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Implications Of The Agreement

The share of developing countries in world agriculture trade is relatively small (25% of world exports in 1992), but their increasing share in world imports of agricultural raw materials is greater. The commitments made in the agreement are expected to have a significant impact on this development, with the greatest impact on the commitments made by industrialized countries to reduce export subsidies. If commitments are implemented in each of the following three areas, in accordance with the letter and spirit of the agreement, they should, in principle, help broaden market prospects at the global level. This chapter deals with the successful conclusion of the Uruguay Round and the creation of the WTO, which have given impetus to greater liberalization and integration of the world economy. In the agricultural sector in particular, important steps have been taken towards liberalisation. This chapter examines the impact of this development on developing countries as exporters and importers. In the first part, we saw that the Uruguay Round was based on a process of gradual liberalization of world agricultural trade. This chapter first examines the extent to which commitments have been met and to what extent it has achieved a liberalisation of agriculture in the short and medium term. Many commentators say that the main liberalisation measures will come from the next rounds of negotiations. We explain the likely effects by examining the positive and negative effects on international trade, with particular attention to the prospects of raw materials of particular interest to developing countries. Objectives of this chapter In order to make you understand the links between the external trading environment and domestic agricultural policy and how the agreement will influence them. What you`ll learn Trade opportunities arising from the commitments of developed and developing countries to market access, export subsidies and domestic aid.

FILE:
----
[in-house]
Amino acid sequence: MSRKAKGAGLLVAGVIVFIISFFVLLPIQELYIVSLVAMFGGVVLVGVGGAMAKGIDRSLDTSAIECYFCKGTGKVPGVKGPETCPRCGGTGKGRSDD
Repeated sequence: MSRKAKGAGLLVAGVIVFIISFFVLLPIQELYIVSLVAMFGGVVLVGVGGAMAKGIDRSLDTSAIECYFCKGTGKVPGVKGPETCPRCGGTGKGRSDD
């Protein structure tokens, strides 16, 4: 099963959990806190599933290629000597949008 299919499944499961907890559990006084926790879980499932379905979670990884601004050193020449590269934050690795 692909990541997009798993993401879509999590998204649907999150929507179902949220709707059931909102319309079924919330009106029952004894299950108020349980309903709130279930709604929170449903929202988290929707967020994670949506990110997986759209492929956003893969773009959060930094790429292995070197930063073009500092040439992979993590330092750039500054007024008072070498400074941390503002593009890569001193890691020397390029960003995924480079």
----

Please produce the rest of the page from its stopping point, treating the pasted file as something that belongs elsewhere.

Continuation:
To what extent the commitments made during the round will have an impact on global agricultural liberalization. The impact of declining preferential access to exports from developing countries to markets in industrialized countries. The impact of the agreement on certain agricultural raw materials. The impact of the new external business environment on food security. 4.1 Agricultural liberalization and the obligations of the agriculture agreement The Punta Del Este Ministerial Declaration indicates the urgent need to give more discipline and predictability to world agricultural trade by correcting and avoiding restrictions and distortions, including limited surpluses, in order to reduce uncertainty, imbalance and instability in global agricultural markets. In this section, we will look at the extent to which the agriculture agreement would achieve this.